Why Have We Lost So Many Great Artists to Substance Abuse?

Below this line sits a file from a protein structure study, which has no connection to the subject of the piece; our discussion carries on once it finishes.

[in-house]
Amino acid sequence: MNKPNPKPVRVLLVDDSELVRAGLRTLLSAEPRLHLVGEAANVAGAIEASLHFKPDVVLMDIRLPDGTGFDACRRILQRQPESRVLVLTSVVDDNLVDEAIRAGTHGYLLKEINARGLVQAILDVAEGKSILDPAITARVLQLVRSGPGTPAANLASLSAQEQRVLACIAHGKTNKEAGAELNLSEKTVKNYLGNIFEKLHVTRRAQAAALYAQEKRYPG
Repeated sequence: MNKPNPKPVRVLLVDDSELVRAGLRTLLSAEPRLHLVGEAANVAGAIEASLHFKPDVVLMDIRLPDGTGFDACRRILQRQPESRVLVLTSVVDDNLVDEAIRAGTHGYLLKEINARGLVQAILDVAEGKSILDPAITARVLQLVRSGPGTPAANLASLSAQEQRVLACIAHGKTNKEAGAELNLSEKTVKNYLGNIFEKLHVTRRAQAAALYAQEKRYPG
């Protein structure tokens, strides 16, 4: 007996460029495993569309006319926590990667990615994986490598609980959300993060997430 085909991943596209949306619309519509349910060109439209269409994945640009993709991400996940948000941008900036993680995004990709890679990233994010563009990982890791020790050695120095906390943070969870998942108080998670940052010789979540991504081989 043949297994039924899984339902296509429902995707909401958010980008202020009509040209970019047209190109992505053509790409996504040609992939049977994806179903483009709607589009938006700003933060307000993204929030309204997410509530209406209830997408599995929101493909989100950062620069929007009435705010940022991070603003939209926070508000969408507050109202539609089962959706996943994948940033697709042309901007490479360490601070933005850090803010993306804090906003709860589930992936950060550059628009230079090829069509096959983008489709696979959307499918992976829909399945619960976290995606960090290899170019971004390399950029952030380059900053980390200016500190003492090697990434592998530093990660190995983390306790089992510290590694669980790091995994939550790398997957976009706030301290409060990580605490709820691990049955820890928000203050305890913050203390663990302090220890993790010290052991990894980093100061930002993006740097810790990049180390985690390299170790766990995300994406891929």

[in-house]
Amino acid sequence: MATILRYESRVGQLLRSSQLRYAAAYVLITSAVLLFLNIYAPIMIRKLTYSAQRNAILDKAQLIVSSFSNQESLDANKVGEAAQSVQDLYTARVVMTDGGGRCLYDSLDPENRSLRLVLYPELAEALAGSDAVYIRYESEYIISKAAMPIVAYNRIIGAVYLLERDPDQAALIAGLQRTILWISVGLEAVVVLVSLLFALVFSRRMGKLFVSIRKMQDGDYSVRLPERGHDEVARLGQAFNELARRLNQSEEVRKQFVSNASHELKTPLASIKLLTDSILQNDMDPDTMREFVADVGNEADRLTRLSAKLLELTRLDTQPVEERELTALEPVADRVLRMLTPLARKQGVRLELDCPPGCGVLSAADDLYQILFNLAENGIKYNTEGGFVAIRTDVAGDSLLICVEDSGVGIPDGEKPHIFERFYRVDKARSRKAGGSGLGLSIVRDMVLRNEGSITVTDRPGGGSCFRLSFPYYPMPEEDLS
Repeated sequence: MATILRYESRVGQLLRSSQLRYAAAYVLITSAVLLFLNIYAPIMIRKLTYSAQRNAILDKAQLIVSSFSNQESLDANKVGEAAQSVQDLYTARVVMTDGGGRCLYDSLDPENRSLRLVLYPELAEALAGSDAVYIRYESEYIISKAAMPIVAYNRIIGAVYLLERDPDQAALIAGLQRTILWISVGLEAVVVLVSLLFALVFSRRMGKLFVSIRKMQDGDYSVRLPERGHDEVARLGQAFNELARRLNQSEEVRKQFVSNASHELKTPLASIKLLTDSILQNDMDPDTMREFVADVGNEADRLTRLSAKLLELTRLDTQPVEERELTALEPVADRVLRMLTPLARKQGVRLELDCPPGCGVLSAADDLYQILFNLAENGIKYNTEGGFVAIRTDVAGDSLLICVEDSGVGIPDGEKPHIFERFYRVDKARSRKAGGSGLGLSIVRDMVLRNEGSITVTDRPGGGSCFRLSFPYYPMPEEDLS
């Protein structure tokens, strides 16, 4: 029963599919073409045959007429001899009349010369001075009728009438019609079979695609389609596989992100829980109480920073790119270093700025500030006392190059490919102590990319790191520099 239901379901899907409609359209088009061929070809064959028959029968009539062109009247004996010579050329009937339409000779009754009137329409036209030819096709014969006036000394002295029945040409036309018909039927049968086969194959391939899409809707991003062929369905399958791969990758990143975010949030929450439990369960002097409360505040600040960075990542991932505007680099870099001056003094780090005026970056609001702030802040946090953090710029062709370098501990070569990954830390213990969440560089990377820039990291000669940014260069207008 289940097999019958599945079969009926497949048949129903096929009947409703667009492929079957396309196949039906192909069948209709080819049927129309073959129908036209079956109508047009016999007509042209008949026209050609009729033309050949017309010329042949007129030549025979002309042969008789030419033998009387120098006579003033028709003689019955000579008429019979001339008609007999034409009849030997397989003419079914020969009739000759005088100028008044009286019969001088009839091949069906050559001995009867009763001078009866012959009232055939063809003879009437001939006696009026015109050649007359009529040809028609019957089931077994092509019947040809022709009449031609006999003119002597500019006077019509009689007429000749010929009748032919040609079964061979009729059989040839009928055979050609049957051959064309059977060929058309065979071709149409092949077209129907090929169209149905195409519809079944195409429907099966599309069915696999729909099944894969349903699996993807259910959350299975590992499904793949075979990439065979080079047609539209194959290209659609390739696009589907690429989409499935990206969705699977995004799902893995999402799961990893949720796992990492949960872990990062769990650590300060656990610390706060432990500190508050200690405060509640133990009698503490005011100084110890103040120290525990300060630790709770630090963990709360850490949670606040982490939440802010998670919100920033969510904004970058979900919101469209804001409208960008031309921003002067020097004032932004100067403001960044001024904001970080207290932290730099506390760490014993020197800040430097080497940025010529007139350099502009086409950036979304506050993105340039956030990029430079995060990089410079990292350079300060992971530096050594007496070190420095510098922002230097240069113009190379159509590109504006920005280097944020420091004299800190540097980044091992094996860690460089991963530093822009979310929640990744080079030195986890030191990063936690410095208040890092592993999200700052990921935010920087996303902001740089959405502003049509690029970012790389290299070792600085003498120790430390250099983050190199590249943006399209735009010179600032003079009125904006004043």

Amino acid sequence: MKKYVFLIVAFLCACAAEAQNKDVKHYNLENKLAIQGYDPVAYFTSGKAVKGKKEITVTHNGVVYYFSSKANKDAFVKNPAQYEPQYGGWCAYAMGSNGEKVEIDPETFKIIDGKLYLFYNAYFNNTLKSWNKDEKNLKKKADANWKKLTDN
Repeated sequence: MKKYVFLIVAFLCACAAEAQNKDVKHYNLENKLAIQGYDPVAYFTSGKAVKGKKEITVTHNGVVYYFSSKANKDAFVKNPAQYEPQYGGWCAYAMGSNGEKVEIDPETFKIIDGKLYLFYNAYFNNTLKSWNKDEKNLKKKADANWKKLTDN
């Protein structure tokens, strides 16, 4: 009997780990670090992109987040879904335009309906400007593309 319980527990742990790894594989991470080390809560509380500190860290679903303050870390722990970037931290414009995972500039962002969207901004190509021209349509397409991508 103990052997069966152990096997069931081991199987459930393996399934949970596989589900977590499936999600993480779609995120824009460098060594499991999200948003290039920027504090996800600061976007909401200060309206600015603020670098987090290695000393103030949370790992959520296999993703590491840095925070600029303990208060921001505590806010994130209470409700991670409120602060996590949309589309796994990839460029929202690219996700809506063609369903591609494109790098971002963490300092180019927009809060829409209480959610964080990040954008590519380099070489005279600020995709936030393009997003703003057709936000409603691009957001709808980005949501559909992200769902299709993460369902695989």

When the first reports of Phillip Seymour Hoffman’s death came in a few months ago, my first thought was sadness that another great actor passed away. After the initial thoughts and emotions faded, I couldn’t help but wonder why these deaths continue to happen. So many great actors and musicians have passed away over the past 20 years and while on the surface the artists in these industries say all the right things at the time, the behaviors and actions of those very same people show that it’s not about a lesson being learned but rather something much bigger at the root of these systemic problems. In working with several young and aspiring actors and musicians, the ones with the more intense emotions and emotion regulation issues are the ones who tend to be the most promising and creative but also the most troubled. I was speaking with a client the other day who said that he is having problems with his girlfriend because the role he is auditioning for is a bit dark and he finds himself getting consumed with some intense emotions that make him want to isolate himself…even describing a hangover of that emotion for 2 weeks after the audition ended. When we look at actors such as Phillip Seymour Hoffman, Heath Ledger and River Phoenix or musicians such as Kurt Cobain, Lane Staley and Bradley Nowell; all artists with incredible talent, intense emotional performances/writing, intense emotional turmoil in their lives, and all turned to heroin to and eventually overdosed. It was not as if they did not know that their drug use could kill them, Phillip Seymour Hoffman said multiple times that he was afraid that we was going to die. In my experience and professional opinion, the things that made them so great were the things that eventually killed them. They could harness their emotions and project that onto their medium, but in life it was much much harder to tame and measure. It was not a coincidence that depressants were their drugs of choice because they directly act and regulate the emotional centers of the brain. It is romantic in a messed up way to think of Heath Ledger overdosing because he was so into his roles, but in reality it was his intense emotions that made him dive into and swim in a role and his inability to manage those emotions outside of his life is what killed him. I hope studios, producers, agents, and managers take note and help understand why this is happening and take better care of their clients because their Oscar winning performance in one movie might be the straw that breaks the camel’s back…with a audience losing an icon, a studio losing an actor, an agent losing a client, and a family losing a child/spouse/parent.